[23andMe’s tests] can be used to determine carrier status in adults from saliva collected using an FDA-cleared collection device (Oragene DX model OGD.500.001), but cannot determine if you have two copies of the genetic variant. Each test is most relevant for people of certain ethnicities. The tests are not intended to diagnose a disease, or tell you anything about your risk for developing a disease in the future. On their own, carrier status tests are not intended to tell you anything about the health of your fetus, or your newborn child’s risk of developing a particular disease later in life.

Clearly, working with regulators such as the FDA, and others, such as thoughtful genetic counselors, there is a future potential for the right service to be able to report on people’s risk for developing specific diseases. Informed, health-conscious consumers are very likely to demand access to this information—and millions of individuals have already paid significant sums out of their own pockets to have their genomes sequenced and analyzed. Indeed, from news reports covering 23andMe, we know that when ordered by the FDA to stop providing health information such as the disease risk, their rate of new customer sign-ups dropped by more than half.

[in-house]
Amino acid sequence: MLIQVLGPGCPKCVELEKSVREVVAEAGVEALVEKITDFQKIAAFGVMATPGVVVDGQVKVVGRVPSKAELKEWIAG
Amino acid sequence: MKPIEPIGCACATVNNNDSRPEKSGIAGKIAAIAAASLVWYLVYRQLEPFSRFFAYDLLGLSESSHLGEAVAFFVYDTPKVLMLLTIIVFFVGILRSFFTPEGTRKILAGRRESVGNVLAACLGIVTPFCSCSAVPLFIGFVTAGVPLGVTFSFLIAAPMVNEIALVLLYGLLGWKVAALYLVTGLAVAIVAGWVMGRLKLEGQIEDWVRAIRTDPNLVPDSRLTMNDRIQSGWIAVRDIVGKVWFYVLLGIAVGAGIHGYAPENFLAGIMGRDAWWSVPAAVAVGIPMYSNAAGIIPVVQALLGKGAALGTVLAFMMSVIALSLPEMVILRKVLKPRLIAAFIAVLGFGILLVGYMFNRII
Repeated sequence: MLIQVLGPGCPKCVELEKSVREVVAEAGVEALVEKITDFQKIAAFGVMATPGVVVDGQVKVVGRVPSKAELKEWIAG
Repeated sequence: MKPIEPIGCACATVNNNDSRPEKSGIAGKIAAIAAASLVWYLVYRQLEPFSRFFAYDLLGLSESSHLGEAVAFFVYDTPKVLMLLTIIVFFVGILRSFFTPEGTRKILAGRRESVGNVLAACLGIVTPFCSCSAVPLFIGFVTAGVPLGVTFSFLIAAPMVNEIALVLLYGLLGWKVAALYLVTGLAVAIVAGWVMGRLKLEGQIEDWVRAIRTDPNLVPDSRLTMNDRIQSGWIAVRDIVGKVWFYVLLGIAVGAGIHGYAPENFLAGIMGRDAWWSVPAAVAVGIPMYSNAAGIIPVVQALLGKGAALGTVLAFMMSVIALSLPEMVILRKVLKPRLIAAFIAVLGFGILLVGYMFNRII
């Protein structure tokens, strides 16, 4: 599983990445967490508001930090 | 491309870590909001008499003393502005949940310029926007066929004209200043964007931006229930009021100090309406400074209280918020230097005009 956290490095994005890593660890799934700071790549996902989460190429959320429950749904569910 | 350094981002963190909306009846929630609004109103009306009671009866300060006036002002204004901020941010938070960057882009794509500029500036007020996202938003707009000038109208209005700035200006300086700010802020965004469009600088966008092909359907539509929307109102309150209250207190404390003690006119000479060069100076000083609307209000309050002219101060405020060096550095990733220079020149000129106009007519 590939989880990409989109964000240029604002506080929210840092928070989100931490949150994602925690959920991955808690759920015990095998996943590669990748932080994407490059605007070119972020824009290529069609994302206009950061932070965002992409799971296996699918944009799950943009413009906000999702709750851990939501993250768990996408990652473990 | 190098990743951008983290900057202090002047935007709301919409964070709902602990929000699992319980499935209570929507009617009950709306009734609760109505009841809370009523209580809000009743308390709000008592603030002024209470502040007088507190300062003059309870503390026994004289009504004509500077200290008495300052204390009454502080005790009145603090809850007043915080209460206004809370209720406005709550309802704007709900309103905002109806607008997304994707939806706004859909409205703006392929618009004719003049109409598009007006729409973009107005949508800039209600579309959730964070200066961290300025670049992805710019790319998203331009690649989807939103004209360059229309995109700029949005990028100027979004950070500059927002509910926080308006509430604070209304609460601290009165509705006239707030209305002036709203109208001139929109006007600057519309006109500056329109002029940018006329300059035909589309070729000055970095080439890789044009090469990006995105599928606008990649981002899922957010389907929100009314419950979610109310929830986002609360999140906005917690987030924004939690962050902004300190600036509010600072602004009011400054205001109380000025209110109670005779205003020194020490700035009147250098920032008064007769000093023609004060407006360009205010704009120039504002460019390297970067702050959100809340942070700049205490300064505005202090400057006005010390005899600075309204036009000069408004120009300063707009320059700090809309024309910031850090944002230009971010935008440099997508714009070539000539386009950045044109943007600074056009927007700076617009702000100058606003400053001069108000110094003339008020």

I am very optimistic that DTC genetic testing will expand its impact over time, overcoming skepticism and ultimately having a tremendous impact on human health globally. I am proud that our team at WuXi NextCODE will be a part of making this exciting future happen, and today I am especially proud that WuXi Ventures recently invested in 23andMe, making us active supporters of its current and noteworthy success.

Genomics in Cancer: Continuing to Push the Leading Edge

genomics in cancer - hannes smarason

Genomics is helping to prevent and treat cancer at an accelerating rate, supporting the goal of oncologists to dramatically improve cancer patient outcomes.

The progress in the use of genomics to help prevent and treat cancer continues to grow at a pace that is impressive. Indeed, there is expanded use of genomics to drive patient care and improve outcomes across an ever-expanding number of cancers by a growing number of oncologists.

Genomic Knowledge Can Clearly Drive Better Care

Applying genomics to cancer treatment is a powerful clinical application, as genomics can provide a window into how to best treat a patient’s particular cancer as it: